Monday, 25 August 2014

Nantwich to Stoke-on-Trent

Monday 18th August

Nantwich to Bridge 4 (Middlewich arm)

We took a bus into Nantwich bus station, and found the pet shop. They didn’t have any suitable cat litter trays. We wandered round the charity shops looking for a vase. We visited the ancient sandstone church and went to Morrisons.  We looked for another pet shop, but found it had closed. 

St Mary’s Church at Nantwich

As we were looking at more charity shops, we spotted a bus, so we seized the moment and hopped on.  We took the long ramp back up to the embankment as we had our shopping trolley.

We set off to turn round, and we passed Gospel Belle, where Peter and Lin were having lunch with Roger and Mirjana.  We went on half a mile to the winding hole, and returned again, with more waves and greetings as we went past.

We paused at Nantwich Marina for fuel, but forgot to refill our 5L can.  Next time.

At the facilities block there was a queue for water, so we emptied our cassettes and rubbish and moved on.

Heading north again, we passed the entrance to the Llangollen, and there were no boats moving up or down the locks.  When we arrived at Barbridge Junction, we turned the boat round so that we could get the bows near the water tap.  We only have one hose. If we had two we could reach to the bows from the stern.  The mooring points are a bit sparse at this tap, so we tied on to a post and a railing.  There was one boat before us, and one after us.

The water point at Barbridge Junction

Barbridge Junction

We reversed out from the water tap to the junction and went into the Middlewich Arm past Midway Boats. We stopped for the day just past bridge 4 where there was some piling.  James walked up to the lock to see who was there. There are rings further up provided once again by the Shropshire Union Canal Society.  There was no one we knew, but there were lots of dogs, so it was just as well we had stayed back a little.

0 locks, 6 miles, 2hr25

Tuesday 19th August

Bridge 4 to Middlewich

It was wet to start with, and we had a bit of a lie in.   Fiery Elias came past, with Audrey Boston at the helm. We exchanged a few greetings before she moved on.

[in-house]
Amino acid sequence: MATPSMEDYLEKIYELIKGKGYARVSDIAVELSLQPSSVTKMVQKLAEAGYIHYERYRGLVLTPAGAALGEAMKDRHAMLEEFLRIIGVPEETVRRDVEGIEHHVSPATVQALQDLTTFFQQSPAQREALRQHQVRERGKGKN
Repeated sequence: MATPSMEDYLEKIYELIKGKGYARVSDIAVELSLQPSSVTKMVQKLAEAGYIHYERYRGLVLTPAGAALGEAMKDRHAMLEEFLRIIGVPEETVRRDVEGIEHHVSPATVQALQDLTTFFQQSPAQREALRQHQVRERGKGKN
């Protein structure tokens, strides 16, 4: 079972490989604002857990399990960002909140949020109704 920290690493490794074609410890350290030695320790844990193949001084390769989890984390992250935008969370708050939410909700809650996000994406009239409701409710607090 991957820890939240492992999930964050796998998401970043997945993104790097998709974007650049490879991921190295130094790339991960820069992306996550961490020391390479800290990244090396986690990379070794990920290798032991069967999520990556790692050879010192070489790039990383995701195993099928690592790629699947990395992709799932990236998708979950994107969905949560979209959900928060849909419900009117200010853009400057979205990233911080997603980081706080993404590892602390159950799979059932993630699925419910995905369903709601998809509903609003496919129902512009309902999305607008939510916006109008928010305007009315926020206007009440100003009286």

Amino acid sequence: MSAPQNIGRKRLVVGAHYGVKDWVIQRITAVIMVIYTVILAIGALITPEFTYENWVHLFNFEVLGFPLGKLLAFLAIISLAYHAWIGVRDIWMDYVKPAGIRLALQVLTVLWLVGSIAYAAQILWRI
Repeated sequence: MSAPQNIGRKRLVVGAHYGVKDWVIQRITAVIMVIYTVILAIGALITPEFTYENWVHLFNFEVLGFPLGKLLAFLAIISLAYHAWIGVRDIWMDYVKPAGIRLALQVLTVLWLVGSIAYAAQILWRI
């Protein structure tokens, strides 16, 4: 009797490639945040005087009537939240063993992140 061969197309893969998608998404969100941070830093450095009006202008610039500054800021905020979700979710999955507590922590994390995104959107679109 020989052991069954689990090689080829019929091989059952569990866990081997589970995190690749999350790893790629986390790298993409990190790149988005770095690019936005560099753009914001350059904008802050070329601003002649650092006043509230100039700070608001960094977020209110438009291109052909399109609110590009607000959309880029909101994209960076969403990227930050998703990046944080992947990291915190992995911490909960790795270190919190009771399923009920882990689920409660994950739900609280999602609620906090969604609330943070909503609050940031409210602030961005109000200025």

Eventually the sun came out.  It was midday before we set off.

It seemed that most boats were coming towards us, so we didn’t have to wait at locks. We saw a large fox in a field. We see a lot of urban foxes these days, but the ones in the countryside always seem to be in better condition.  We also saw a kingfisher.

Then, looking down from Minshull Lock, we could see something moving on the towpath, but couldn’t make out what it was.  When the boat came out of the lock there was nowhere for James to get on, so he walked on to the next bridge. When he drew near to the moving object on the path, it turned out to be about six small piglets that had found a way through the hedge and were rummaging in the grass.

Something moving on the path

Piglets near Minshull Lock

We stopped at Middlewich, between bridges 28 and 29.  James went for a short walk to see who else was there, and to find which was the best route to the shops.  There was a lovely golden sun going down behind the bridge behind us.

A golden evening at Middlewich

Hugo in “Let’s Play” mood

3 locks, 8 miles, 3hr40

Wednesday 20th August

Middlewich to Paddy’s Wood before Bridge 157

We went shopping in Middlewich, and found an extraordinary rambling shop, which seemed to consist of about three houses knocked together with lots of small rooms. They sold greetings cards, pictures, sweets and small items of furniture and antiques.  We found one room full of old bottles, jugs, mugs and pots.  We chose a small brown pottery pot to use as a vase.

Further up we found Lidl, and did most of our shopping there.  We also bought a new hose – the new expanding sort.  The rest of the shopping was at Tesco, before returning to the boat.  Bridge 29 was not a clever place to join the towpath with our trolley, as there was a stile and then some steps.

Sense of humour at Wardle Lock

We went through Wardle Lock and then turned right onto the Trent and Mersey, going immediately into Kings Lock. 

Split bridge at Wardle Lock

We tied temporarily onto the lock bollards above King’s Lock while Hazel went to buy some toilet blue from Kings Lock Chandlery.  We also bought some fish and chips and consumed them before moving off.